I don’t have to describe it to you again, because I already did. It was exactly that: stringy, oily, chewy and layered un-yeasted bread, well with the bonus of crispy flakes. 20 years of searching, kitchen unicorn and I, touched. And if you must name my unicorn, I’m calling it “roti” today, purely because of the dip that goes with it. Oh, the dip. The dip that is seriously ass-kicking, a smooth puree of curried cannellini beans swirling in a red sea of cayenne and cumin olive oil. It’s unjust to cast it under the bright lights of my glorious dough-day. After all, what’s a roti without its dip?
Makes: Three 8″ round roti
The ratio between flour and water in this dough, is 1 part flour : 0.9 part water by weight. So that’s a “90% hydration”, sometimes up to 95%, which means 100 grams of flour will need 90 grams ~ 95 grams of water. Very, very wet. The roti-dough absorbs all this water in 2 stages, which somehow increases the amount of water the flour can absorb, and the smoothness/shine of the overall texture. I’ve tried my best to provide the measurement in volume, but it’s highly recommended that you measure by weight. Because of the super-wetness, I’m not sure if this can be done by hand. Perhaps mixing the dough vigorously with the back of a wooden spoon would work.
- Chewy layered roti:
- 300 grams (appox 2 1/3 cup + 1 tsp) of unbleached bread flour
- 4 grams (3/4 tsp) of salt + more for sprinkling later
- 240 grams (1 cup + 1/2 tsp) of warm/hot water, 130ºF/55ºC
- Another 30 grams (2 tbsp) of water
- 113 grams (1 stick/8 tbsp) of clarified butter (here’s how to), warmed
- Semolina or all-purpose flour for dusting
- Curried cannellini bean dip:
- 1 small red onion, finely sliced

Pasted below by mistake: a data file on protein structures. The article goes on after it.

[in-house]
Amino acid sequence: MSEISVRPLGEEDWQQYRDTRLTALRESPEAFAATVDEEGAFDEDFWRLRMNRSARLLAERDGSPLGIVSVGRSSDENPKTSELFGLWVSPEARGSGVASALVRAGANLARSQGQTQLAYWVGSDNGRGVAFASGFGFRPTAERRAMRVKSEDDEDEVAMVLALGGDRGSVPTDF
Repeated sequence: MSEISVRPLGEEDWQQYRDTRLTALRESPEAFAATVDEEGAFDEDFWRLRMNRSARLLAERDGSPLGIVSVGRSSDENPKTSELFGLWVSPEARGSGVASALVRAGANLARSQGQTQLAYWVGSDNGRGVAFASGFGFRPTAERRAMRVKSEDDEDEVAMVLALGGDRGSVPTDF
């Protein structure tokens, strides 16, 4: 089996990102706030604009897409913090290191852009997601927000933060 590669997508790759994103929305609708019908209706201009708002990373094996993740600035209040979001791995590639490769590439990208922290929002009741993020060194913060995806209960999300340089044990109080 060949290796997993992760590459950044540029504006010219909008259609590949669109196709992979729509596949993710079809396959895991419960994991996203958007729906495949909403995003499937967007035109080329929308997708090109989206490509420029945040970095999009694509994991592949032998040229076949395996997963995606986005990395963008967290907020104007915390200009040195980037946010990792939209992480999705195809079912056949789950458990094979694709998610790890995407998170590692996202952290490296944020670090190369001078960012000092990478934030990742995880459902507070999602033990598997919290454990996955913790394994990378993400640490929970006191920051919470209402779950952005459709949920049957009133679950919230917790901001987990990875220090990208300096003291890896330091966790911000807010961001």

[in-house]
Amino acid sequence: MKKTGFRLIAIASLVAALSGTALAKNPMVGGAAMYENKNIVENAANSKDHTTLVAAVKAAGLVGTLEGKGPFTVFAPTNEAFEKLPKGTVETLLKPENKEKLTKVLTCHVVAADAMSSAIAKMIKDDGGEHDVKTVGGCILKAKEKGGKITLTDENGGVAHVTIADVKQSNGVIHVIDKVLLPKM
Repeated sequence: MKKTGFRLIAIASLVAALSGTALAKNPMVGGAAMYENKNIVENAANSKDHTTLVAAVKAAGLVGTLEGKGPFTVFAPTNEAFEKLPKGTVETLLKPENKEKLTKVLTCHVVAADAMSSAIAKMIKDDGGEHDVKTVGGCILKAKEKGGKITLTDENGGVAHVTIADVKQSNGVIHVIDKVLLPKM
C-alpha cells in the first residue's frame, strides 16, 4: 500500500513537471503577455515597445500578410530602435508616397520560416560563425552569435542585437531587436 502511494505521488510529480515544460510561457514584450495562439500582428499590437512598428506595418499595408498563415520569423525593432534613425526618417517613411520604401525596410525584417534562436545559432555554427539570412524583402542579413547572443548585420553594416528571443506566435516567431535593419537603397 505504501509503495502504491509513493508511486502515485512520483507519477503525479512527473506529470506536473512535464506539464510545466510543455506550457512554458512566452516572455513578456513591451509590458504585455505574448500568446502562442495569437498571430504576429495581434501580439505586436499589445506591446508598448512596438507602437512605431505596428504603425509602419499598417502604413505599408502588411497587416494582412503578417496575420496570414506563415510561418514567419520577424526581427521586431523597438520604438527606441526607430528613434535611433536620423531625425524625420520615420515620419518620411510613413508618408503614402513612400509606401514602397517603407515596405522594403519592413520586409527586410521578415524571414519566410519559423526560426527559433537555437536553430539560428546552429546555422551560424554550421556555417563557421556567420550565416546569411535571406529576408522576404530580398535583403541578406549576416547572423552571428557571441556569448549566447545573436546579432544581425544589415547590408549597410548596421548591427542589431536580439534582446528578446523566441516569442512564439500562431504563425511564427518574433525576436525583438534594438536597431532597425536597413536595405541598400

- 4 cloves of garlic, chopped
- 1/4 cup of olive oil
- 3 tbsp of tomato paste
- 1 1/2 tsp of curry powder
- 1 tsp of ground cumin
- 1 tsp of salt
- 1/2 tsp of freshly ground black pepper
- 1 can (400 grams) of cannellini beans
- 1/4 cup of plain yogurt
- 1 ~ 2 tsp of potato starch, or cornstarch
- Cayenne spice oil:
- 1/4 cup of olive oil
- 1 tsp of ground cayenne pepper
- 1/2 tsp of ground cumin
- 1/4 tsp of freshly ground black pepper
To make the chewy layered roti: Combine bread flour and salt in a stand-mixer with a dough-hook. Microwave the water (a little bit more than you’ll need just to be safe) on high for 1 min. The water shouldn’t burn your finger, but should be too warm to leave your fingers in comfortably for more than a few sec, around 130ºF/55ºC. Measure 240 grams of this water into the stand-mixer and mix on low first for a couple min. The dough would look “dry” in the very beginning, then extremely wet and sticky once the flour/water are completely blended. Increase to high-speed and beat the dough for another 6 ~ 7 min, scraping down the sides once in between. At the end of which, the dough should be able to pull away from the bowl when machine’s running, but sticks right back once the machine stops.